• Signs and symptoms include various skeletal abnormalities such as short stature, knock knees, pectus carinatum, and malformations of the spine, hips and wrists.[rarediseases.info.nih.gov]
Pain
  • Typical signs of anaphylaxis include cough, rash, throat tightness, hives, flushing, changes in skin color, low blood pressure, shortness of breath, chest pain, and gastrointestinal symptoms such as nausea, abdominal pain, retching, and vomiting.[vimizim.com]
  • Brand new chapters provide up-to-date, comprehensive coverage of topics relevant to current practice: -First Trimester Fetal Anatomy -Obstetric Ultrasound and the Obese Patient -Evaluation of Pelvic Pain in the Reproductive Age Patient -Gynecologic Ultrasound[books.google.com]
  • Progressive bone and joint involvement leads to short stature, and eventually to disabling pain and arthritis.[ncbi.nlm.nih.gov]
Falling
  • MPS-IVA commonly manifests in form of kyphosis or gibbus, scoliosis, pectus carinatum, genu valgum, gait disturbances and frequent falls, but the clinical presentation varies with disease severity.[symptoma.com]
  • MyBioSource and its authorized distributors reserve the right to refuse to process any order where we reasonably believe that the intended use will fall outside of our acceptable guidelines.[mybiosource.com]
  • […] abnormalities Dental abnormalities Marked disproportionate short stature with short trunk and normal limbs Skeletal abnormalities including ulnar deviation of the wrists, pectus carinatum, kyphosis, scoliosis Hypermobile joints and waddling gait with frequent falls[centogene.com]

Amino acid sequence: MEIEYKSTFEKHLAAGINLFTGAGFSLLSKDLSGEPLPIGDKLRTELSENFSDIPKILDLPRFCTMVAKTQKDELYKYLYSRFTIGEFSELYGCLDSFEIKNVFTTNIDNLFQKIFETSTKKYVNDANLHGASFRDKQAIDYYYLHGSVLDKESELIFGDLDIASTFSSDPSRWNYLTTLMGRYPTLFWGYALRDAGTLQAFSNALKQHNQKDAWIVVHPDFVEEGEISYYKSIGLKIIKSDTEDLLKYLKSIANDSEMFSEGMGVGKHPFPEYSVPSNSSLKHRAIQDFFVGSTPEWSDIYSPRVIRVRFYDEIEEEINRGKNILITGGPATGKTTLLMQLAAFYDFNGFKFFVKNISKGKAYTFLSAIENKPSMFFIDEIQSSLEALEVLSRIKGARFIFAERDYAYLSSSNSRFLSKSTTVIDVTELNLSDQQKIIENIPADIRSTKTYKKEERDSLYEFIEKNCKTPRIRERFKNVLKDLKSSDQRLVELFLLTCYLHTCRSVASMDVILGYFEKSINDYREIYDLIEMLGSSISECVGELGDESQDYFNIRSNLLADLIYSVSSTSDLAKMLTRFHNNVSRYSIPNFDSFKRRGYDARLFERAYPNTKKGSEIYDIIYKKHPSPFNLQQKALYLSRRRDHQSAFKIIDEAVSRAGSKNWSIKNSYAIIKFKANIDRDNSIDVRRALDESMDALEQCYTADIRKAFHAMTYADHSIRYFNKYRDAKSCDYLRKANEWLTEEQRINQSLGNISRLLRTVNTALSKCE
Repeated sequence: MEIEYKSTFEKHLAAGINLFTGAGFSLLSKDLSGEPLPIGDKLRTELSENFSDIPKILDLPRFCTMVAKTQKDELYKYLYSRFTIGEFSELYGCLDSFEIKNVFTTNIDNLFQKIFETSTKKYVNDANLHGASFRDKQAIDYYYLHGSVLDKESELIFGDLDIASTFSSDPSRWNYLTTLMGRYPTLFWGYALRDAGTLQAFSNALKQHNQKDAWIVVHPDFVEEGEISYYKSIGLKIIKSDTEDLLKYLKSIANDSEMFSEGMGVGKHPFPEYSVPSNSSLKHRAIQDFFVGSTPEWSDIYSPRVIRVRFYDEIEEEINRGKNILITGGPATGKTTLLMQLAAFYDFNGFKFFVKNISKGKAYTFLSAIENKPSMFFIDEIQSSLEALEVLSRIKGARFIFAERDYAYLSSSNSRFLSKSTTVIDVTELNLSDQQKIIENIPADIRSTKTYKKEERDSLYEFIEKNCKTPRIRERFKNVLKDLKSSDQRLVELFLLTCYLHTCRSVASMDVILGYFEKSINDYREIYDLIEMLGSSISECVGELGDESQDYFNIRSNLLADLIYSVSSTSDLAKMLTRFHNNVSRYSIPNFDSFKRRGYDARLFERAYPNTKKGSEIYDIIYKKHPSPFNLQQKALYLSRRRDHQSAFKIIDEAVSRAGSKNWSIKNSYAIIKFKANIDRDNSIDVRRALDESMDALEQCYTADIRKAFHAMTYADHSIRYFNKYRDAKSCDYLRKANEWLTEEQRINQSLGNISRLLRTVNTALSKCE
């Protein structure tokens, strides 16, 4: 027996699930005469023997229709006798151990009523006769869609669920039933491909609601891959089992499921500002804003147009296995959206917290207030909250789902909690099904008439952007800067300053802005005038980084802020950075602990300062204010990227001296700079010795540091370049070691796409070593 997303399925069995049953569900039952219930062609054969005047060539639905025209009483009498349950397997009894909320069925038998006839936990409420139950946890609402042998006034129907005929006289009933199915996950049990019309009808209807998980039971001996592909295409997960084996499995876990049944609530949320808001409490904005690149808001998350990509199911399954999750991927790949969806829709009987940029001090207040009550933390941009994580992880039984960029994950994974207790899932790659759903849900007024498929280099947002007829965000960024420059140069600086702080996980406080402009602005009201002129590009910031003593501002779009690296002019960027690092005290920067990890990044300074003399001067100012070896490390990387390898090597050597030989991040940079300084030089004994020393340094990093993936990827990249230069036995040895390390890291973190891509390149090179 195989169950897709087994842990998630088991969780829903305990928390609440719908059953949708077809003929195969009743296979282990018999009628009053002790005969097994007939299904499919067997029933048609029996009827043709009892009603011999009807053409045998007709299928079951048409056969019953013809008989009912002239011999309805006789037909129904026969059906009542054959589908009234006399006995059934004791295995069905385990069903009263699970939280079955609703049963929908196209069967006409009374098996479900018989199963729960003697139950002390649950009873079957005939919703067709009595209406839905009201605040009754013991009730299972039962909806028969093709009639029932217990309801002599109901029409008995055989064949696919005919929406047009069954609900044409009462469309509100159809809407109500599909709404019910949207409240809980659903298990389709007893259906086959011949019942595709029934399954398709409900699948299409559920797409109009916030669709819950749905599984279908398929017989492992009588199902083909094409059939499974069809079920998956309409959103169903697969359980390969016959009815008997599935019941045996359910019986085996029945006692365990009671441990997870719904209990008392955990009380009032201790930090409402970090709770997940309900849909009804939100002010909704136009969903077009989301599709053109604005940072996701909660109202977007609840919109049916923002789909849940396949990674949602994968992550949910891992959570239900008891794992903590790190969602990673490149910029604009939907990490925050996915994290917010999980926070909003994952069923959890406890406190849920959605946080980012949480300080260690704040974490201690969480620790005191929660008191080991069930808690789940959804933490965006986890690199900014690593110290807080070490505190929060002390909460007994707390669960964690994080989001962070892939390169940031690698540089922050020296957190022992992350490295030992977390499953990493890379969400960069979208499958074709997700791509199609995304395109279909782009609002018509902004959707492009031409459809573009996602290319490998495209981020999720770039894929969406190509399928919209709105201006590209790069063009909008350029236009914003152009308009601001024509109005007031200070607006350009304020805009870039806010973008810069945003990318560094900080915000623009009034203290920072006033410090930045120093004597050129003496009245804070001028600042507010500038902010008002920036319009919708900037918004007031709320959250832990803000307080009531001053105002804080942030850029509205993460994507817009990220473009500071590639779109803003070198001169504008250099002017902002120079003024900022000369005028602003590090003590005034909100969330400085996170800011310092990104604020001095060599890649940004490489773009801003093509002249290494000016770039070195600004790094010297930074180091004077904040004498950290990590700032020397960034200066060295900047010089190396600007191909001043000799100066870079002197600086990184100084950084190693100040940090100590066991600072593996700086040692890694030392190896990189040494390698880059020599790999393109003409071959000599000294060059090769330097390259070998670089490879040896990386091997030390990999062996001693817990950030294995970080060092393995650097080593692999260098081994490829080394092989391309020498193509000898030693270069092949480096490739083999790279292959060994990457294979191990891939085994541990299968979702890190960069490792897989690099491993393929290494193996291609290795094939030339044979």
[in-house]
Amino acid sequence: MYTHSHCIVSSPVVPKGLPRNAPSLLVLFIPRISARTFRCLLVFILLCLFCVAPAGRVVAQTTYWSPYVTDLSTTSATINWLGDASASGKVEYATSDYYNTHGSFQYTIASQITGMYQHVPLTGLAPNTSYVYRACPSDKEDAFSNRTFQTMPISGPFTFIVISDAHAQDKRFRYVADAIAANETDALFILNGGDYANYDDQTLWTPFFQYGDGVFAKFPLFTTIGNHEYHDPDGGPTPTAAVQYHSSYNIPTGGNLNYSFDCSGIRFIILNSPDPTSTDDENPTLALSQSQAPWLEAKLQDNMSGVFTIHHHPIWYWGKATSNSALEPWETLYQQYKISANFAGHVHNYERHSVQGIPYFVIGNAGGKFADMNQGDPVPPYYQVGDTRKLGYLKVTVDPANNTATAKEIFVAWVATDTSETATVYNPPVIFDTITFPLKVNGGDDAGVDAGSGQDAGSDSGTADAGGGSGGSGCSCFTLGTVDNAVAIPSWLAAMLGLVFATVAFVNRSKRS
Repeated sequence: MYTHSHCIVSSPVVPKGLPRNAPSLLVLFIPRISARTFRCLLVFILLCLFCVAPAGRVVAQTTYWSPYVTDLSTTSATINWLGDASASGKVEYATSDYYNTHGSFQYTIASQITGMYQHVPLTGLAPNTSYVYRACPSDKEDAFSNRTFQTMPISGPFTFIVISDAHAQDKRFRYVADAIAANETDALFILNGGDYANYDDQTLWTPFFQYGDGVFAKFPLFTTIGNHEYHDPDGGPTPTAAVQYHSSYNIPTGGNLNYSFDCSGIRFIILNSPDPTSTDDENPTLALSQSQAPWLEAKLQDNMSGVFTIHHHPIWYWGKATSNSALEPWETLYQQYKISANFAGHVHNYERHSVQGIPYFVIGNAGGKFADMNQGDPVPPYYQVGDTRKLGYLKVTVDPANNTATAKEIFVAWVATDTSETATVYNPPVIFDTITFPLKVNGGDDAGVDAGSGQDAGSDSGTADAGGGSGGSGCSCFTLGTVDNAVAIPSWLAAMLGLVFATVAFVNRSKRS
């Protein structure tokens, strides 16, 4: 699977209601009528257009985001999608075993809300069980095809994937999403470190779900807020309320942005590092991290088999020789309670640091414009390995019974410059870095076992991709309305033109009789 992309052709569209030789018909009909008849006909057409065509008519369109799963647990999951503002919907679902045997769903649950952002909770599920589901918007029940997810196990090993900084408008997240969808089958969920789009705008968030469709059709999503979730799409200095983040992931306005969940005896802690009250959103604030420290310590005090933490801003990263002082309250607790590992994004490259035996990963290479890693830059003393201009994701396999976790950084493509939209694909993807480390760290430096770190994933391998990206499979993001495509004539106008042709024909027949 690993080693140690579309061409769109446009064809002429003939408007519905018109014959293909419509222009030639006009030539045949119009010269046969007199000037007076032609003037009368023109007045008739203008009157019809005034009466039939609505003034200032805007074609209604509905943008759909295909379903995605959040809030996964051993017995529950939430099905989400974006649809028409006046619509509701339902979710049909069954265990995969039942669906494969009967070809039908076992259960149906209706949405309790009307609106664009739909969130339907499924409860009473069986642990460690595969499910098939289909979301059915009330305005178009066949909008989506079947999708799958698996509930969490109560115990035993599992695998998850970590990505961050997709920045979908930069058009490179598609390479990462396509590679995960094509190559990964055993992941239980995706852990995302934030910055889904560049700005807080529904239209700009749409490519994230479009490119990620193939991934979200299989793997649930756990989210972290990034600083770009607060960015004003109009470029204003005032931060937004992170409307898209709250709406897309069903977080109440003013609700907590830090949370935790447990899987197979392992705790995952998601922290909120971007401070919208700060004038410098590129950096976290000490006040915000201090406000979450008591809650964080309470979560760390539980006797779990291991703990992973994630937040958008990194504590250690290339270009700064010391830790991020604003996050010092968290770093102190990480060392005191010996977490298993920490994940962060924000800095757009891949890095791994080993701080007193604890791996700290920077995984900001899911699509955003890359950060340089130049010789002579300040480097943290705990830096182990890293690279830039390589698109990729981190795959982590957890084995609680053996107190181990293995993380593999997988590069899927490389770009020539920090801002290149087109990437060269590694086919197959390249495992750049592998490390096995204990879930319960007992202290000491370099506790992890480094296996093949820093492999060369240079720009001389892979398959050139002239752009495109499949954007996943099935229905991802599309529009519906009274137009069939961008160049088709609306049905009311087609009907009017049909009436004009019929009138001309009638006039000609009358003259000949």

• Any variants that fall outside these regions are not analyzed. Any specific limitations in the analysis of these genes are also listed in the table below.[invitae.com]
  • Affected individuals exhibit a waddling gait with frequent falls. Early development and intelligence are typically normal, unlike other MPS storage disorders. High frequency hearing impairment is common.[rarediseases.org]
Recurrent Upper Respiratory Infections
  • With regards to the respiratory tract, snoring, sleep apnea, recurrent upper respiratory infection, and dyspnea may occur. Anamnestic data may substantiate a tentative diagnosis of MPS-IVA.[symptoma.com]
Sleep Apnea
  • With regards to the respiratory tract, snoring, sleep apnea, recurrent upper respiratory infection, and dyspnea may occur. Anamnestic data may substantiate a tentative diagnosis of MPS-IVA.[symptoma.com]
  • Respiratory Upper-airway obstruction and obstructive sleep apnea are managed by removal of enlarged tonsils and adenoids (average age 7 years [ Montaño et al 2007 ]).[ncbi.nlm.nih.gov]